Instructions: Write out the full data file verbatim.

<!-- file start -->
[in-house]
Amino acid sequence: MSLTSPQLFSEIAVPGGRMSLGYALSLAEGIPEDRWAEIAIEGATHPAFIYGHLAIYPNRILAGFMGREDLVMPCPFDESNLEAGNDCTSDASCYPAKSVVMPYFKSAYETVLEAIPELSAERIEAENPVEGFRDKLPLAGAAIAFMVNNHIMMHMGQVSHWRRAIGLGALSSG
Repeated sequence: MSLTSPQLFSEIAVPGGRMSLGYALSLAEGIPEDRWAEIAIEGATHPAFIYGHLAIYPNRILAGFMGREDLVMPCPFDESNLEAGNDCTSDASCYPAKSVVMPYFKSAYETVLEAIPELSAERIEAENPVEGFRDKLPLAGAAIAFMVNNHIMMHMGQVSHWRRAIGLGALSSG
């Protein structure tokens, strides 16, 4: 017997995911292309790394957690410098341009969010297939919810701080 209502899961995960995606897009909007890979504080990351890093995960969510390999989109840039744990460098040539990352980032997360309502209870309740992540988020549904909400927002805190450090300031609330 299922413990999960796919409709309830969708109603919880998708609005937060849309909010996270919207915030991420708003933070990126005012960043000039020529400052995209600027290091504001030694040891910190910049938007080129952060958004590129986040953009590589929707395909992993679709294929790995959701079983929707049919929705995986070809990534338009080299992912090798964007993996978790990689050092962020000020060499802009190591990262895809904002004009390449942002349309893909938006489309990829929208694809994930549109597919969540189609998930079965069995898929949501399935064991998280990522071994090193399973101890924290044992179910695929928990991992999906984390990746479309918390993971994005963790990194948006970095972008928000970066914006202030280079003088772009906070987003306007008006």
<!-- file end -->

[in-house]
Amino acid sequence: MSLTSPQLFSEIAVPGGRMSLGYALSLAEGIPEDRWAEIAIEGATHPAFIYGHLAIYPNRILAGFMGREDLVMPCPFDESNLEAGNDCTSDASCYPAKSVVMPYFKSAYETVLEAIPELSAERIEAENPVEGFRDKLPLAGAAIAFMVNNHIMMHMGQVSHWRRAIGLGALSSG
Repeated sequence: MSLTSPQLFSEIAVPGGRMSLGYALSLAEGIPEDRWAEIAIEGATHPAFIYGHLAIYPNRILAGFMGREDLVMPCPFDESNLEAGNDCTSDASCYPAKSVVMPYFKSAYETVLEAIPELSAERIEAENPVEGFRDKLPLAGAAIAFMVNNHIMMHMGQVSHWRRAIGLGALSSG
């Protein structure tokens, strides 16, 4: 017997995911292309790394957690410098341009969010297939919810701080 209502899961995960995606897009909007890979504080990351890093995960969510390999989109840039744990460098040539990352980032997360309502209870309740992540988020549904909400927002805190450090300031609330 299922413990999960796919409709309830969708109603919880998708609005937060849309909010996270919207915030991420708003933070990126005012960043000039020529400052995209600027290091504001030694040891910190910049938007080129952060958004590129986040953009590589929707395909992993679709294929790995959701079983929707049919929705995986070809990534338009080299992912090798964007993996978790990689050092962020000020060499802009190591990262895809904002004009390449942002349309893909938006489309990829929208694809994930549109597919969540189609998930079965069995898929949501399935064991998280990522071994090193399973101890924290044992179910695929928990991992999906984390990746479309918390993971994005963790990194948006970095972008928000970066914006202030280079003088772009906070987003306007008006």